More shutter speed and speed lights

Speed lights

Thanks for all the feedback on yesterday's shutter speed post here and on social media. Some folks wondered about the action stopping capabilities of the speed light. I only have one speed light to test with, a Canon 430 EXii. So here are some more photos of the fan.

First, I will start out with this series of photos taken with no flash. Here only the shutter speed of the camera is affecting the amount of motion blur in the fan blades. Shutter speeds range from 1/8 second to 1/1000 second using window light.

No flash, just window light at the indicated shutter speeds

No flash, just window light at the indicated shutter speeds

The next series was taken with the flash on Manual power control and the camera shutter set to 1/15th second. The first image is without flash to show the ambient light at 1/15 second at f/8. The images then progress from 1/64 power to full power. The f/stop was adjusted for each frame to give the same exposure.

flash-15th-second

This next series is the same as the above, except that the shutter speed was increased to 1/125 second. I want you to notice that most of the images look exactly the same, despite the three step difference in shutter speed. Where you will see a difference is in the low powered shots where the aperture had to be opened up to compensate for the low power flash, causing more ambient light to be recorded at 1/15th than at 1/125th. But the edges of the blades are still about the same, despite the ghosting.

flash-125-second

Here are close-ups of the fan blades at 1/4 power on the flash. On the left is 1/15 second at f/11 and on the right is 1/125 second at f/11. The motion blur is the same. The flash duration is the effective shutter speed in the studio. The flash doesn't care how long the shutter is open, and the flash isn't affected by how long the shutter is open (as long as the shutter speed is at or below the sync speed). If the room was completely dark the camera shutter could be set to 30 seconds or more and the exposure would still be the same as at 1/125. The only light hitting the fan is the brief flash from the speed light.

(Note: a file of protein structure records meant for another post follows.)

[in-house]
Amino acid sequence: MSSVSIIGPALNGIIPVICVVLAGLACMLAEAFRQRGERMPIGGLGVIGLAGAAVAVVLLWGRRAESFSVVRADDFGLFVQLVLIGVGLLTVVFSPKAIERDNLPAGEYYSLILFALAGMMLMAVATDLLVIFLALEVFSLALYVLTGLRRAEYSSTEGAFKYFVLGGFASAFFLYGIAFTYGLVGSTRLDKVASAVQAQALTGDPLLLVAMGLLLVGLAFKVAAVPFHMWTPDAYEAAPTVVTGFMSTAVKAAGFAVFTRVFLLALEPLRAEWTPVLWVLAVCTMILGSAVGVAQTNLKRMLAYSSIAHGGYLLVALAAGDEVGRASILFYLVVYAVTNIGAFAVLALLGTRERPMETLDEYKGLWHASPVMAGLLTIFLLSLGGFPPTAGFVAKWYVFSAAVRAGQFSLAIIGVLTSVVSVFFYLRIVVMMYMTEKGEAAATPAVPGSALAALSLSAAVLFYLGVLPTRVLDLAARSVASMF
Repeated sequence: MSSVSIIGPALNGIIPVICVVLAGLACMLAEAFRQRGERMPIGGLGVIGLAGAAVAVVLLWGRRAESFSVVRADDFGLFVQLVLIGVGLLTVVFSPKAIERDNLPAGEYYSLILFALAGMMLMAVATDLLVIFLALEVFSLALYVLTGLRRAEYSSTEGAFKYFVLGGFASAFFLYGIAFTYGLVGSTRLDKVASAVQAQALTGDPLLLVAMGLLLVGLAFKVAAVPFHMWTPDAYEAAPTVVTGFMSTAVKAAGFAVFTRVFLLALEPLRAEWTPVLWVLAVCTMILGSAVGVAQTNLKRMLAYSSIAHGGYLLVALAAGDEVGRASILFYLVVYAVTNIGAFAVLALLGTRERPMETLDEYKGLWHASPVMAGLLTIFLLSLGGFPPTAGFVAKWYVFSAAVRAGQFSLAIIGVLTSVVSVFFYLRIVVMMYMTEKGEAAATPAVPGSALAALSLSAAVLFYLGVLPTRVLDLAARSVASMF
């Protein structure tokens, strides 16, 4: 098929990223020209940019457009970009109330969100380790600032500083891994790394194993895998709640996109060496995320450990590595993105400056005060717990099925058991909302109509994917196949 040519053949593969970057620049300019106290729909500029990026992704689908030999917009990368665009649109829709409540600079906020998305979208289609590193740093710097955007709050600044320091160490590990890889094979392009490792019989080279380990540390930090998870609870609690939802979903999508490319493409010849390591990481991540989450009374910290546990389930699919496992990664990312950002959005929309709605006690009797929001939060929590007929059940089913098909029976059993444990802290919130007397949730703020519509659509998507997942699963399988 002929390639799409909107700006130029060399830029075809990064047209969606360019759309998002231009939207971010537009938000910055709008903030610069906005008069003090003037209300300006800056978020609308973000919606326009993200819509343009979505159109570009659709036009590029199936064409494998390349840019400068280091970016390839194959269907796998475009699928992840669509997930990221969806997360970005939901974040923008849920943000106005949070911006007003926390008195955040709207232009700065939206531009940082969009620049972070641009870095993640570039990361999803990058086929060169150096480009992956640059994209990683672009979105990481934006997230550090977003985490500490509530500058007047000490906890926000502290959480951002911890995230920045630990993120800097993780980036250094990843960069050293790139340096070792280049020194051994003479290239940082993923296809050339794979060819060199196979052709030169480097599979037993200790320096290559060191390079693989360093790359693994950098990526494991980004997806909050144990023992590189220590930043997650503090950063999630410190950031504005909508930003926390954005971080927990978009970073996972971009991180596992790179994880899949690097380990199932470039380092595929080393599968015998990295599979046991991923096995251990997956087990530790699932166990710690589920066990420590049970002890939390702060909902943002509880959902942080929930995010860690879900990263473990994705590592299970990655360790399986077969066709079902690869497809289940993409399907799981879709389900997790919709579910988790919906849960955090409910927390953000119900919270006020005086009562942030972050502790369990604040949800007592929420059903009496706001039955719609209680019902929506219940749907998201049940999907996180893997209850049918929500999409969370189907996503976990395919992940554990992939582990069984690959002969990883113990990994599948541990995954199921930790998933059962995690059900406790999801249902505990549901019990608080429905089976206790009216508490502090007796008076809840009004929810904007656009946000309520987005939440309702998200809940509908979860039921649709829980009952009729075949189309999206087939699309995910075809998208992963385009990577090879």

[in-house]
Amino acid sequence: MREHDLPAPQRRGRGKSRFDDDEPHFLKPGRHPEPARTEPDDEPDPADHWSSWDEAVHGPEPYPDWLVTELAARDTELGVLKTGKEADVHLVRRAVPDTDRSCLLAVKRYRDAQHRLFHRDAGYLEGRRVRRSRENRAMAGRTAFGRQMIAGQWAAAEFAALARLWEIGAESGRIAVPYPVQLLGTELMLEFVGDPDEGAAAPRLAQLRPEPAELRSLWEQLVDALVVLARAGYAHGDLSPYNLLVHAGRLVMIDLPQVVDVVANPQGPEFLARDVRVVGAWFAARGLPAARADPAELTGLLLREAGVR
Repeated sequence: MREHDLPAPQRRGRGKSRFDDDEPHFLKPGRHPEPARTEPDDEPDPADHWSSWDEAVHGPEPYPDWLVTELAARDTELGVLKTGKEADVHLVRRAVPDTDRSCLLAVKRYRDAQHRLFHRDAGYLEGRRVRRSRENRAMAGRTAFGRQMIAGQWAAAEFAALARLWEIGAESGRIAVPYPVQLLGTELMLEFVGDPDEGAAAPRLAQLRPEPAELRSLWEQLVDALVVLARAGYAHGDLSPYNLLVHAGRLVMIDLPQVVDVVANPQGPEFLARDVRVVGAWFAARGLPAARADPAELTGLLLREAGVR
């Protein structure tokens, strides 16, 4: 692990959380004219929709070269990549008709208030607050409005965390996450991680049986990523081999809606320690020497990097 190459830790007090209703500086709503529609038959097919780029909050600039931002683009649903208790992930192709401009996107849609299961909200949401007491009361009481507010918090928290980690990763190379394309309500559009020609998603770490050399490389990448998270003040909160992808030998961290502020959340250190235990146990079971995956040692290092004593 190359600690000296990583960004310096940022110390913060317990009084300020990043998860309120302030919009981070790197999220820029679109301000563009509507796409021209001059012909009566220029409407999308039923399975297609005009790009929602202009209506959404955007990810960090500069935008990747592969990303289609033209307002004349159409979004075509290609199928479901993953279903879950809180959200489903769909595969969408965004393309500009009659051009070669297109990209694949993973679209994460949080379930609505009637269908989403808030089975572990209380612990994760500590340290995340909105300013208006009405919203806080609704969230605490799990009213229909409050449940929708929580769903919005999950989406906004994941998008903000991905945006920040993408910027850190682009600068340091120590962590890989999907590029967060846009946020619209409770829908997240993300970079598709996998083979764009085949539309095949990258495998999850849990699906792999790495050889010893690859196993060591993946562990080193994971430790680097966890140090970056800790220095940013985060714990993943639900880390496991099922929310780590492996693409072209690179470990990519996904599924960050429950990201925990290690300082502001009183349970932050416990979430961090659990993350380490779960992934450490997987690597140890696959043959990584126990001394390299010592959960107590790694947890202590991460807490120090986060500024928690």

15-vs-125.jpg

One more series of photo and then I hope we're done with the fan and can get back to more creative endeavors. This time the flash is in eTTL mode at a range of shutter speeds. The aperture is the same (f/5.6) in the 6 flash lit shots, the output of the speed light is controlled by the eTTL circuitry. The seventh image is the fan at 1/2000 second with no flash for comparison.

ettl-flash

One of the things to notice in this series is that at 1/15 and 1/125 (the first two images) the flash is in normal mode and the speed of the flash freezes the blades. Above 1/200 second the flash is in high-speed sync mode where the flash fires a series of flashes (too quick in succession for the eye to see) as the shutter curtains move across the sensor. Because of the rapid movement of the fan blades, they are in different positions for each of the flashes and the fan blades show more motion at the faster shutter speeds (1/250, 1/500, 1/1000 second). At 1/2000 second the shutter speed alone stops the blades, as you can see by comparing the last two images, both taken at 1/2000 second. One is with the and one is without the flash.

As pointed out by Paul in the comments on yesterday's post, most subjects probably won't be moving as fast as the fan is, so you might not get a lot of subject motion blur using high-speed sync. I am exaggerating the effect here to make the point that high-speed sync is a tool used to help balance outdoor exposures between flash and sunlight while maintaining large apertures for shallow depth of field. It isn't meant to help stop subject motion, and, as can be seen here, may actually show more motion in extreme conditions.